I am not God. This was a huge awareness and admission for me in early recovery. Up until then, I thought I had to be in control because there was no one else I could trust or depend upon. Acceptance was not part of my life plan; I thought I had to stay in control and create a life where I was safe and taken care of. My insight that I was not God opened the way for a Higher Power, God, to enter my life.
In the final weeks of my drinking, as my life had spun out of control, I was trying to soothe my panic and sensed that I was about to crash and burn. I was 33 years old, married, and had two beautiful young daughters. Then the inevitable happened--my marriage, my dreams, and my life lay scattered in broken pieces around me. I willingly went into treatment; I had no idea what else to do. I could not see a tomorrow, and I could not see any happiness in my future.
While in treatment for my alcoholism, an elderly Catholic priest told me to fire my old god and to open myself to a new relationship with God. Firing my old god was easy – I wasn’t all that attached to him. I started going to meetings and working the 12 steps. I read, wrote, and made sober friends. I eventually started really talking to others, my family, and counselors. I was able to peacefully part ways with my childhood religion and make room in my heart and soul for a new relationship with God. I became comfortable with not knowing where I was going. I worked on accepting life as it was and not as I thought it should be.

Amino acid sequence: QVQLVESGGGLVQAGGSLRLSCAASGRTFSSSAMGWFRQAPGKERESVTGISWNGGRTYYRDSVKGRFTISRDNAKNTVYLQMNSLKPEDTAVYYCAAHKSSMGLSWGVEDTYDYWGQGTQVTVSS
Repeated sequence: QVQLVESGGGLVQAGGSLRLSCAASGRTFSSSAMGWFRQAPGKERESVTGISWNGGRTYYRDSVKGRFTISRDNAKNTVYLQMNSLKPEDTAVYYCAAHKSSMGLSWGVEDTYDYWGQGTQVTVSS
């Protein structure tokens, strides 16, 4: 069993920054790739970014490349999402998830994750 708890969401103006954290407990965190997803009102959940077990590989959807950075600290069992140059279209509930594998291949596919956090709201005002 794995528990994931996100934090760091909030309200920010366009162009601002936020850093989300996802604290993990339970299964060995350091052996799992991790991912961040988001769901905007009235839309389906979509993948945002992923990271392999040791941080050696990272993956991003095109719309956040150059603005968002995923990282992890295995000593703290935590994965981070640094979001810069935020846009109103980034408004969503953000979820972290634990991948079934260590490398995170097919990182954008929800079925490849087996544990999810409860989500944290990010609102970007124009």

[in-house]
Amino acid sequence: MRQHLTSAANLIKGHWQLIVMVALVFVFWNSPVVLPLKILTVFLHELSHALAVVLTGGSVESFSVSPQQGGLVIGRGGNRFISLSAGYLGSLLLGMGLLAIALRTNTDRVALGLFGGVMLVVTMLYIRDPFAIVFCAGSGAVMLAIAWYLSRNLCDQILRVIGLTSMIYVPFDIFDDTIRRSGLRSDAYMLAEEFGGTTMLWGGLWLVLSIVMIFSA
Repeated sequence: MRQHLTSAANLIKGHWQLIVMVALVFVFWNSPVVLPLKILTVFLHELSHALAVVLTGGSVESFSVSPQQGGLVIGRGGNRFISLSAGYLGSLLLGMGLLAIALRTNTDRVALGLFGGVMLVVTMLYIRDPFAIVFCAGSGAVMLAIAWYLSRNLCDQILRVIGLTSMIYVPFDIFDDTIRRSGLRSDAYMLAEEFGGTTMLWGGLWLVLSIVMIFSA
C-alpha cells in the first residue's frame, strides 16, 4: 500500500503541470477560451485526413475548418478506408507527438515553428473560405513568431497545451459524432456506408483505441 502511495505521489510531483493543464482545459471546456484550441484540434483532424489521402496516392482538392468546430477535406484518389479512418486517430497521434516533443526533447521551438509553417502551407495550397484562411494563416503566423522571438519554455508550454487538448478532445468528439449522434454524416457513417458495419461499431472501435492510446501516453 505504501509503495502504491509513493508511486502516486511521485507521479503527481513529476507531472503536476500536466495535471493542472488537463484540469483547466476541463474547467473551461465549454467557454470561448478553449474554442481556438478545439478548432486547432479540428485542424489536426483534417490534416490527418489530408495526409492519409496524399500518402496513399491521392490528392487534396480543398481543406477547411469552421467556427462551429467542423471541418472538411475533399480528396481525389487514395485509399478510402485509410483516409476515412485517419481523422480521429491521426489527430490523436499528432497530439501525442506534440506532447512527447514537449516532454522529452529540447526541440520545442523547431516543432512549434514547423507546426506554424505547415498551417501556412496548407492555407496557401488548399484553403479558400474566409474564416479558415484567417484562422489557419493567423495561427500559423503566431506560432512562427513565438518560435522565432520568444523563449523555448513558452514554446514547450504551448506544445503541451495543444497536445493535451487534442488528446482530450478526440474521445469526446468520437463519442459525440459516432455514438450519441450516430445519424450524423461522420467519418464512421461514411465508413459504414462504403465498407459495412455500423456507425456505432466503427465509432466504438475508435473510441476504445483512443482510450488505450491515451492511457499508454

I’ve come to believe that faith is a choice. As a child I had happily believed and accepted the faith and church given to me by my parents, and as an adult I had rejected that same church. I scoffed at people who believed in God and were part of an established religion. I did not understand how sensible people could be so weak and delusional. I was miserable, lonely, and scared. I missed the faith I had had as a child.
After 23 years of sobriety, I have come to see my alcoholism as a great gift in my life. Without my descent into alcoholism and the shattering of my illusions, I could not have let go of my old pain and disappointment in God. Without the insights and help I was given in my sober community, I could not have found my way home, back to the God who had loved me as a child.
I am now part of a church community where I am loved. I know I am loved because I am able to truly love others. St. Francis was right – it is through giving that we receive. By loving people in my community, I realized I was loved. Acceptance and staying out of God’s way are still a struggle at times, but now I have the right tools and the right people in my life to remind me to let go and let God--to love without knowing the outcome.